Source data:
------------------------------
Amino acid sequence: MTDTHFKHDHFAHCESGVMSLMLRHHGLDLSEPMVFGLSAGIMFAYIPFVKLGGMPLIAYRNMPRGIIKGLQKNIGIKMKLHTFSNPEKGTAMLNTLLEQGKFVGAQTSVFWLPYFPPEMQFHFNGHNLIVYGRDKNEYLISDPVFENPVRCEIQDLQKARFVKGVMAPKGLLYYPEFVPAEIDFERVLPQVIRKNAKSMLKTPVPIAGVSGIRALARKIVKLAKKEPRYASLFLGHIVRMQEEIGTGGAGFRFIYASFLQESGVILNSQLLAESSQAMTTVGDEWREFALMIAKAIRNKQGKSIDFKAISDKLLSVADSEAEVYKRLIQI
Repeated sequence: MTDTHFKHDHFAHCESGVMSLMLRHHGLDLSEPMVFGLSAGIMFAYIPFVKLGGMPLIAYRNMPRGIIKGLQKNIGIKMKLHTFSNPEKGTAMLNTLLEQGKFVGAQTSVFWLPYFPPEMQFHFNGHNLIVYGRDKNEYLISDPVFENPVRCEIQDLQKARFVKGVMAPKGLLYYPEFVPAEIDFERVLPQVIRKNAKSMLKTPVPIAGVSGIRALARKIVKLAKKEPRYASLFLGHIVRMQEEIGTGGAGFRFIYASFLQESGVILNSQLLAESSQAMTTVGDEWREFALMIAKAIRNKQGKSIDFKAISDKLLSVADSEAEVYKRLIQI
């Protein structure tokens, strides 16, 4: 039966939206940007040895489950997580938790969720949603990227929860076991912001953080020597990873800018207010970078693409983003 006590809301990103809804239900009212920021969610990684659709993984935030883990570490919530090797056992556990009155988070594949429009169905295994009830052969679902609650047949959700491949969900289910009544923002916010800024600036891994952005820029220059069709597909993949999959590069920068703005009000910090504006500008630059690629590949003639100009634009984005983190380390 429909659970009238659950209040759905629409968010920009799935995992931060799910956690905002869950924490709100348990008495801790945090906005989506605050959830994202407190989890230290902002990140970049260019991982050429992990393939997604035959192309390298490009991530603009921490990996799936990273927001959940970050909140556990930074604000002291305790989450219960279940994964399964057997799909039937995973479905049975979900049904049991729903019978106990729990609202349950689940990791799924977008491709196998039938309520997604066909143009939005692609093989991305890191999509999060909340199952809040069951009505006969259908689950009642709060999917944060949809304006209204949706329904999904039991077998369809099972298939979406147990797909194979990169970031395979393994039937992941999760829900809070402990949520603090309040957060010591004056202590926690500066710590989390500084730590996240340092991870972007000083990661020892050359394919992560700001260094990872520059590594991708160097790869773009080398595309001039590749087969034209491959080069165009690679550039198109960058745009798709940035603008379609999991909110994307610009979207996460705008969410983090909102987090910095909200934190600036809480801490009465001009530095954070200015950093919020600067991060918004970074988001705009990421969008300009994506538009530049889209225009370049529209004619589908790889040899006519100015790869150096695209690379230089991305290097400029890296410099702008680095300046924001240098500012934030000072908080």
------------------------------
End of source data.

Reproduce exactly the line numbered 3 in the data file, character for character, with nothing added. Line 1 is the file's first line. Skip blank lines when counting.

């Protein structure tokens, strides 16, 4: 039966939206940007040895489950997580938790969720949603990227929860076991912001953080020597990873800018207010970078693409983003 006590809301990103809804239900009212920021969610990684659709993984935030883990570490919530090797056992556990009155988070594949429009169905295994009830052969679902609650047949959700491949969900289910009544923002916010800024600036891994952005820029220059069709597909993949999959590069920068703005009000910090504006500008630059690629590949003639100009634009984005983190380390 429909659970009238659950209040759905629409968010920009799935995992931060799910956690905002869950924490709100348990008495801790945090906005989506605050959830994202407190989890230290902002990140970049260019991982050429992990393939997604035959192309390298490009991530603009921490990996799936990273927001959940970050909140556990930074604000002291305790989450219960279940994964399964057997799909039937995973479905049975979900049904049991729903019978106990729990609202349950689940990791799924977008491709196998039938309520997604066909143009939005692609093989991305890191999509999060909340199952809040069951009505006969259908689950009642709060999917944060949809304006209204949706329904999904039991077998369809099972298939979406147990797909194979990169970031395979393994039937992941999760829900809070402990949520603090309040957060010591004056202590926690500066710590989390500084730590996240340092991870972007000083990661020892050359394919992560700001260094990872520059590594991708160097790869773009080398595309001039590749087969034209491959080069165009690679550039198109960058745009798709940035603008379609999991909110994307610009979207996460705008969410983090909102987090910095909200934190600036809480801490009465001009530095954070200015950093919020600067991060918004970074988001705009990421969008300009994506538009530049889209225009370049529209004619589908790889040899006519100015790869150096695209690379230089991305290097400029890296410099702008680095300046924001240098500012934030000072908080």